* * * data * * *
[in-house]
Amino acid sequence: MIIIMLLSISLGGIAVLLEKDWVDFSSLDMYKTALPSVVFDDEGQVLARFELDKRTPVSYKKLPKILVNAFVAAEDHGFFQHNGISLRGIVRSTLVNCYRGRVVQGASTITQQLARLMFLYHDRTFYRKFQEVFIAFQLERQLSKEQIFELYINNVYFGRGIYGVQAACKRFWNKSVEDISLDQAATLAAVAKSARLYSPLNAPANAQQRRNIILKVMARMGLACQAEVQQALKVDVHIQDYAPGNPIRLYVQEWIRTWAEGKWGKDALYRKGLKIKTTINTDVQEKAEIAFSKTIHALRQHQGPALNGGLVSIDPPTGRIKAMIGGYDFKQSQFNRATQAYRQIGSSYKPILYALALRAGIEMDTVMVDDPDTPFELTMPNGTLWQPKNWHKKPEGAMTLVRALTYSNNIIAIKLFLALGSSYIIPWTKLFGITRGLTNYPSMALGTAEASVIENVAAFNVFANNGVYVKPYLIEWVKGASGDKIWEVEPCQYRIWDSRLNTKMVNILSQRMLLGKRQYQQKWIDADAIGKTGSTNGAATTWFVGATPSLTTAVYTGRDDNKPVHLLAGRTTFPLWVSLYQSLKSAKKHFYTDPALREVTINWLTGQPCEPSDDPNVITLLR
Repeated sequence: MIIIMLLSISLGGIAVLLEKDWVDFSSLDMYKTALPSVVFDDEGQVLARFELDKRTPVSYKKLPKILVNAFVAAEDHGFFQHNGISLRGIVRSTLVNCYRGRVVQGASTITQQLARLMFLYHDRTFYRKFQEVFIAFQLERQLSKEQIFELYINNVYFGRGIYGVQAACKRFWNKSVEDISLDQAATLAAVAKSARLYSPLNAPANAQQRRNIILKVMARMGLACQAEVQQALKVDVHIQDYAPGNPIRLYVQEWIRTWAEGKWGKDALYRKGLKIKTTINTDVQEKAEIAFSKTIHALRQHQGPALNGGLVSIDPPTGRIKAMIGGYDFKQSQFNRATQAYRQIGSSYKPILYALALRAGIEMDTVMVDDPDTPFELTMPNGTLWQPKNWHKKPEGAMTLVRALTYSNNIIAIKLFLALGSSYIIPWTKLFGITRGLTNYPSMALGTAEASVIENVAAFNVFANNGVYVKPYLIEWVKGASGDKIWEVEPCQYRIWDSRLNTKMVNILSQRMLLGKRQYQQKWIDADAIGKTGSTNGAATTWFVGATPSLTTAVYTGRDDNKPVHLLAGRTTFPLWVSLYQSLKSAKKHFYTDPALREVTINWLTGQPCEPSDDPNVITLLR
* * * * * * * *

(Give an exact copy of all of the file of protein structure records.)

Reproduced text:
[in-house]
Amino acid sequence: MIIIMLLSISLGGIAVLLEKDWVDFSSLDMYKTALPSVVFDDEGQVLARFELDKRTPVSYKKLPKILVNAFVAAEDHGFFQHNGISLRGIVRSTLVNCYRGRVVQGASTITQQLARLMFLYHDRTFYRKFQEVFIAFQLERQLSKEQIFELYINNVYFGRGIYGVQAACKRFWNKSVEDISLDQAATLAAVAKSARLYSPLNAPANAQQRRNIILKVMARMGLACQAEVQQALKVDVHIQDYAPGNPIRLYVQEWIRTWAEGKWGKDALYRKGLKIKTTINTDVQEKAEIAFSKTIHALRQHQGPALNGGLVSIDPPTGRIKAMIGGYDFKQSQFNRATQAYRQIGSSYKPILYALALRAGIEMDTVMVDDPDTPFELTMPNGTLWQPKNWHKKPEGAMTLVRALTYSNNIIAIKLFLALGSSYIIPWTKLFGITRGLTNYPSMALGTAEASVIENVAAFNVFANNGVYVKPYLIEWVKGASGDKIWEVEPCQYRIWDSRLNTKMVNILSQRMLLGKRQYQQKWIDADAIGKTGSTNGAATTWFVGATPSLTTAVYTGRDDNKPVHLLAGRTTFPLWVSLYQSLKSAKKHFYTDPALREVTINWLTGQPCEPSDDPNVITLLR
Repeated sequence: MIIIMLLSISLGGIAVLLEKDWVDFSSLDMYKTALPSVVFDDEGQVLARFELDKRTPVSYKKLPKILVNAFVAAEDHGFFQHNGISLRGIVRSTLVNCYRGRVVQGASTITQQLARLMFLYHDRTFYRKFQEVFIAFQLERQLSKEQIFELYINNVYFGRGIYGVQAACKRFWNKSVEDISLDQAATLAAVAKSARLYSPLNAPANAQQRRNIILKVMARMGLACQAEVQQALKVDVHIQDYAPGNPIRLYVQEWIRTWAEGKWGKDALYRKGLKIKTTINTDVQEKAEIAFSKTIHALRQHQGPALNGGLVSIDPPTGRIKAMIGGYDFKQSQFNRATQAYRQIGSSYKPILYALALRAGIEMDTVMVDDPDTPFELTMPNGTLWQPKNWHKKPEGAMTLVRALTYSNNIIAIKLFLALGSSYIIPWTKLFGITRGLTNYPSMALGTAEASVIENVAAFNVFANNGVYVKPYLIEWVKGASGDKIWEVEPCQYRIWDSRLNTKMVNILSQRMLLGKRQYQQKWIDADAIGKTGSTNGAATTWFVGATPSLTTAVYTGRDDNKPVHLLAGRTTFPLWVSLYQSLKSAKKHFYTDPALREVTINWLTGQPCEPSDDPNVITLLR